Wednesday, October 12, 2016

Overwhelmed with work

Barcelona, 9th April 1714

Once arrived to his mansion in Montcada street, Marquis of Vilana drops himself onto a comfortable couch, sighing heavily. After having spent the whole week in a series of painstaking negotiations with high representatives of the main cities of Catalonia, he's dead tired but happy.

After an entirely new set of Ordinances for the new Nation's army had been issued, replacing those issued by King Charles III (*) in 1706, it was now the turn for the discussion and eventual approval of a bill regulating (and eventually limiting) the creation and activities of civic militias like rural Sometents and urban Coroneles. At first, cities were quite reluctant to see limited their ancestral right to raise such militias on their own, so negotiations turned harsh at times. However, Vilana's diplomatic expertise managed to pave the way step by step, so that a general agreement was finally met among all attendants --even those from the radical Busca party. Ultimate approval by the Parliament of the militias draft bill was now ensured.

According to the plan devised by Princess Elisenda's High Staff, only towns equal or larger than 4,800 inhabitants would be capable to raise militia units large enough to perform side by side with regular regiments; this meant only seven towns of Catalonia entitled for adequately maintaining a Coronela Regiment (see map at right). Three out of these towns had to be temporarily dispensed due to be already contributing to the maintenance of a regular Army unit (Tortosa, Manresa and Girona), and another two had already raised one such militia (Barcelona and Mataró). In the end, two new cities were now due to organize a Coronela of its own, in exchange for some tax reduction: Tarragona and Vic.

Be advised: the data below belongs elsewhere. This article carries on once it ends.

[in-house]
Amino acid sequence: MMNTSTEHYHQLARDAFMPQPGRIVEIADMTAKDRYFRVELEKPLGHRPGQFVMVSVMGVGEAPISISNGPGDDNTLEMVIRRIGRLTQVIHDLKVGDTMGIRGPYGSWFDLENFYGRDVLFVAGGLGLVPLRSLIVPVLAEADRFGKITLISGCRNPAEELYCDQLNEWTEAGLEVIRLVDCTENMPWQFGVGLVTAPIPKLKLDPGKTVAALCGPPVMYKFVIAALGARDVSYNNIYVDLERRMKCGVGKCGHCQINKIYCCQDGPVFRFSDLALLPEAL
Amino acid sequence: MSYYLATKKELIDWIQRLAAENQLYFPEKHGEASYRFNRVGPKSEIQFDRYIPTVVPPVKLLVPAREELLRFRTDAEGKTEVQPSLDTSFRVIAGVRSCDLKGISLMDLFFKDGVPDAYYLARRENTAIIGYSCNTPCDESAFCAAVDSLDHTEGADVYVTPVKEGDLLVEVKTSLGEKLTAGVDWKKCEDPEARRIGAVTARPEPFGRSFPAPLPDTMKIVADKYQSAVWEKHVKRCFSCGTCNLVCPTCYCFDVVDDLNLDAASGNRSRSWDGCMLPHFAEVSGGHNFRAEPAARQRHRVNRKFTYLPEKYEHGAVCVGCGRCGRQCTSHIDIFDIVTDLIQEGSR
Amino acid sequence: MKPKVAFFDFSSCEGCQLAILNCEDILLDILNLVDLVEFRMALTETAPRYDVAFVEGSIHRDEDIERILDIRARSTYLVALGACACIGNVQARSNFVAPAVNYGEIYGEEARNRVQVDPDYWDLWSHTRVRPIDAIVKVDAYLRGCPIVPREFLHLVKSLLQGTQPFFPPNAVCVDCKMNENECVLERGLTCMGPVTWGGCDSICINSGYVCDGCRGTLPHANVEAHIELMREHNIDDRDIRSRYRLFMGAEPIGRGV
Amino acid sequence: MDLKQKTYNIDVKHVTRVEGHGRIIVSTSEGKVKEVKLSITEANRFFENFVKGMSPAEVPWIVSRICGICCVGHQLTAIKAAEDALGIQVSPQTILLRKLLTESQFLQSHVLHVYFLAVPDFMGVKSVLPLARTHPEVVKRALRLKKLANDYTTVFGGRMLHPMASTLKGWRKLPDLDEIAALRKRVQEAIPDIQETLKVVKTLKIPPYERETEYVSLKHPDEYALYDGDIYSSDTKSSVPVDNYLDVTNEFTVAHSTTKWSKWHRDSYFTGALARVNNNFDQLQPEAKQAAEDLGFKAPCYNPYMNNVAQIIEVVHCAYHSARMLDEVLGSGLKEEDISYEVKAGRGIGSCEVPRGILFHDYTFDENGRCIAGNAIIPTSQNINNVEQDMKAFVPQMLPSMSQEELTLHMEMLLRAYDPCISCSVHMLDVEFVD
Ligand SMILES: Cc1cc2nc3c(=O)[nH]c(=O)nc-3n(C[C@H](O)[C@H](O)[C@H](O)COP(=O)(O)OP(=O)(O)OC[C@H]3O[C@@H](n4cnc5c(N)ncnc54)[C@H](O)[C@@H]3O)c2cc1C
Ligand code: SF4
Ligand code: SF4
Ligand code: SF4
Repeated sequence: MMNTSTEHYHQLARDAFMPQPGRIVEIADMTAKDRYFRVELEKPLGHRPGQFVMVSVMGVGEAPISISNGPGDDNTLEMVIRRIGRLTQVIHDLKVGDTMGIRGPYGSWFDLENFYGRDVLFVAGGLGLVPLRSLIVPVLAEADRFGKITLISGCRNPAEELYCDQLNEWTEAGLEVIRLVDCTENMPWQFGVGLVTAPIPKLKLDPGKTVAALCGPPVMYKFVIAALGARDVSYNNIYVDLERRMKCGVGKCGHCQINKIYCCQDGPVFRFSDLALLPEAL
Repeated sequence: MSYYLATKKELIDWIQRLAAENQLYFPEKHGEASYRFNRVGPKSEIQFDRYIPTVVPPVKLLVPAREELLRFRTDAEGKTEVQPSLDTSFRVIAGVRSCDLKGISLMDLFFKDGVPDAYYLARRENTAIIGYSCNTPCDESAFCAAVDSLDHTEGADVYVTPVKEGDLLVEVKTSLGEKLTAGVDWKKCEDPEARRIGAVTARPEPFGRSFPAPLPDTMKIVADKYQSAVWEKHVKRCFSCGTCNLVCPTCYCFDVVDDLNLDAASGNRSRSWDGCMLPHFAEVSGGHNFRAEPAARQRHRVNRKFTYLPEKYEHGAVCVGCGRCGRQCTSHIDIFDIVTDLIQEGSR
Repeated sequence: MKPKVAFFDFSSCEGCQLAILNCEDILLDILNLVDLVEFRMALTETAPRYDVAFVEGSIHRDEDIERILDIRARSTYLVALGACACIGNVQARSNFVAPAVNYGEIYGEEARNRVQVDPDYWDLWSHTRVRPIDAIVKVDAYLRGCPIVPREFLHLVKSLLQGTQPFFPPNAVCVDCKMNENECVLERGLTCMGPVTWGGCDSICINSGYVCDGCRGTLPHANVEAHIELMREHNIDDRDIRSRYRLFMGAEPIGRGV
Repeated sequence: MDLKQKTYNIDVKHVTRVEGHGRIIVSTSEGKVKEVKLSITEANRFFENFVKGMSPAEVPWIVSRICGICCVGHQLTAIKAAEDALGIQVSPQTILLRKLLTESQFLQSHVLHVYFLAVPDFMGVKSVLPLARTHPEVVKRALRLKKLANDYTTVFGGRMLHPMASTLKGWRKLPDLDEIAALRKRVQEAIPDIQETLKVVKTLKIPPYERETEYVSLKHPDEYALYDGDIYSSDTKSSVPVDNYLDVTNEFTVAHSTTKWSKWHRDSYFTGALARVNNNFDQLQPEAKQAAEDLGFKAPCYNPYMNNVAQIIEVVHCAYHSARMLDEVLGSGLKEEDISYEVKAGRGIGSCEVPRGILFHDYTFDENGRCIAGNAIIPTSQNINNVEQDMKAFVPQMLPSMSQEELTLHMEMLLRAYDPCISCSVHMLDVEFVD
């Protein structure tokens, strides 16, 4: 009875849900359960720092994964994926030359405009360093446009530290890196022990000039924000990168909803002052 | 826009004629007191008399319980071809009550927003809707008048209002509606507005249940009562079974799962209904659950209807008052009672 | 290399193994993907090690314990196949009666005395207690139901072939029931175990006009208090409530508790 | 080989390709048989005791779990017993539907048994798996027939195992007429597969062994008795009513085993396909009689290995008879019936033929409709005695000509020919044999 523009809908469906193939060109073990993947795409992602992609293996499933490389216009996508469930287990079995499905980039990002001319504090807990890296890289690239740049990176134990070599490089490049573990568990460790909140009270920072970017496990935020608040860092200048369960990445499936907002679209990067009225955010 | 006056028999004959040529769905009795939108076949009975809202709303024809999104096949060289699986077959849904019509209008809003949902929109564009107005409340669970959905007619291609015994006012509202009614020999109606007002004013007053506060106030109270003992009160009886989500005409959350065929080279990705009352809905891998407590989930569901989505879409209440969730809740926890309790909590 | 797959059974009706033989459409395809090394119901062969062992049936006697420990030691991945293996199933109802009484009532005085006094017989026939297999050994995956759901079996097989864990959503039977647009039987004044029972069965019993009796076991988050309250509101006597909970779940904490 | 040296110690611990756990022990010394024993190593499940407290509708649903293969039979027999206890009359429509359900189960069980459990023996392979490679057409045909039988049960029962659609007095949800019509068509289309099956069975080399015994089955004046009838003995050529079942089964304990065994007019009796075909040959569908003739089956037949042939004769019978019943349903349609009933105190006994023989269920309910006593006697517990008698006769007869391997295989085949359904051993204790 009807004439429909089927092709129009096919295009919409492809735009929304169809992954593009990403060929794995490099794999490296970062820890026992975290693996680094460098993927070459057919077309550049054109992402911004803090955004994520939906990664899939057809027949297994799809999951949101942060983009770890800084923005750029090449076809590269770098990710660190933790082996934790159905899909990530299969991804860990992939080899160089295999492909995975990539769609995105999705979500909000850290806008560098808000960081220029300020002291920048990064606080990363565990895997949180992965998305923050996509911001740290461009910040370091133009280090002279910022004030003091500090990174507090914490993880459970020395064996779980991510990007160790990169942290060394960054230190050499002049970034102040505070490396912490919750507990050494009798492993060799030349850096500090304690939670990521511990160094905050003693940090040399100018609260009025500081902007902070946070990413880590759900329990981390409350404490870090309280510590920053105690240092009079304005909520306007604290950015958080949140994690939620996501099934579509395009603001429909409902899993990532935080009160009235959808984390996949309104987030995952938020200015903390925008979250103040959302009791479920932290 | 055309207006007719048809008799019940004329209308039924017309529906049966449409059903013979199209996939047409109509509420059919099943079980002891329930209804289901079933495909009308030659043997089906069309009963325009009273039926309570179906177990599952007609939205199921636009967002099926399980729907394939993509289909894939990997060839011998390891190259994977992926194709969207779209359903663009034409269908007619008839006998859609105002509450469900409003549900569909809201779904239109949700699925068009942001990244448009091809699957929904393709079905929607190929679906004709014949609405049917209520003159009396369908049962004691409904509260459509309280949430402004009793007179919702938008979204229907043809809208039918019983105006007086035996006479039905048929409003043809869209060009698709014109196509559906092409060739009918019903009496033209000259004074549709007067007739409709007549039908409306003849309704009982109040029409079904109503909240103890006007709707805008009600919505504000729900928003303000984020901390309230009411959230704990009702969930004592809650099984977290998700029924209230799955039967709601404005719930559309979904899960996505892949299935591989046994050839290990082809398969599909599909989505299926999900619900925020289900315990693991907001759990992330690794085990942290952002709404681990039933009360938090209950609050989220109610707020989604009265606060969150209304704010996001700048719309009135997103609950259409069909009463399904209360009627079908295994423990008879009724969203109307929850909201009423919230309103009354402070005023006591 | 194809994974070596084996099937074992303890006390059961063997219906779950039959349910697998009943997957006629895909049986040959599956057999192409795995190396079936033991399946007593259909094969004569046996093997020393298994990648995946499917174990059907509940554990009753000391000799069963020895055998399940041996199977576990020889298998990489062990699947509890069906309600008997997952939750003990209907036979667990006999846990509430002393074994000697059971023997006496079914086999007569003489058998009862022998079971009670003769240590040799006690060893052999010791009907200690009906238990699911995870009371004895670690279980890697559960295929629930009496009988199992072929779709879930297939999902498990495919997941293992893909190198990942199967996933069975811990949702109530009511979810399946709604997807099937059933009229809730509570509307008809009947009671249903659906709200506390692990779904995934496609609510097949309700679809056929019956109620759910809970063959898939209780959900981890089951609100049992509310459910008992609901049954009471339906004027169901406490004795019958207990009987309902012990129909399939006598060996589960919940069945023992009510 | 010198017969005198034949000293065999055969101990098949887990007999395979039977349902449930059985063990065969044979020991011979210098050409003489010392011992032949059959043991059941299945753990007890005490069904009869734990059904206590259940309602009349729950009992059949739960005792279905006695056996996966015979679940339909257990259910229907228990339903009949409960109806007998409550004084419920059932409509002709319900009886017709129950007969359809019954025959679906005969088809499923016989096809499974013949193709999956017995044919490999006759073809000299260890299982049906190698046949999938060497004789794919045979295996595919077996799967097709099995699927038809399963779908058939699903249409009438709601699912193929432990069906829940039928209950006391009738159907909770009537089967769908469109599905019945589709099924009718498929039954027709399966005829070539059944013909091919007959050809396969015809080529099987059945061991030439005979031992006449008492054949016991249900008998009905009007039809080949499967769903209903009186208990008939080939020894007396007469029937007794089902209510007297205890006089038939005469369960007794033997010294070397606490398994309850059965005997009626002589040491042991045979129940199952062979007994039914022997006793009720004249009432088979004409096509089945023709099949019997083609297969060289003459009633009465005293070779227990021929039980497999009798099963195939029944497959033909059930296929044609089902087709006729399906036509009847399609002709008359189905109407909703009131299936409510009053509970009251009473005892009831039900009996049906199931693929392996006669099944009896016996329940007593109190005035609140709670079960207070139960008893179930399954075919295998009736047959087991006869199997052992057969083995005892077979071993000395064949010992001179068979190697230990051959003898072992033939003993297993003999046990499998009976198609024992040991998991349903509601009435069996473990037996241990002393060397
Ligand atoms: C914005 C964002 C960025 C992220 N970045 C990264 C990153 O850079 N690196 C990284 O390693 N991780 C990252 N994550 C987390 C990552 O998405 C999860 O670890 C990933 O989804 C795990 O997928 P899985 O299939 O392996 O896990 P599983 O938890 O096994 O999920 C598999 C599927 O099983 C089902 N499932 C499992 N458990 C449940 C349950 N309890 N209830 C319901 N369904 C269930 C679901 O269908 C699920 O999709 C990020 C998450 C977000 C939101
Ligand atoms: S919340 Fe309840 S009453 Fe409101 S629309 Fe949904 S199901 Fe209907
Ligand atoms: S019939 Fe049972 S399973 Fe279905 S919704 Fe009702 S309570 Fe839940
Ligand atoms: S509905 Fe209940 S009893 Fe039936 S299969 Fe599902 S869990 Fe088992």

Not so easy was to persuade the involved towns to keep a core of those militias permanently raised, so as to perform as local garrison and police. After some discussion, a consensus was met on a permanent minimum of 1 company for each battalion. Even more difficult was later to get their acquiescence to issues thorny to them, where a public regulation was considered invasive. In the end, it was agreed that all new Coronela units would follow a common uniformity (based on grey rather than blue) and flags usage, while those units already existing would be temporarily spared such duties --and corresponding expenses!

So our good Marquis feels reasonably happy now... until he recalls the mountain of documents overcrowding his desk! "Oh dear...!" --he says, sighing heavily again. "Elisenda, Elisenda... you're going to bury me under your projects pile!", he thinks. Then he laughs loud, even happier than before.

(*) That is, Charles VI of the Holy Empire.
[As usual, our National Library has been conveniently updated with the informations related to this thread. So you can check the Army organization and regiments detail in those pages respectively devoted to the Catalan Army and Navy.]

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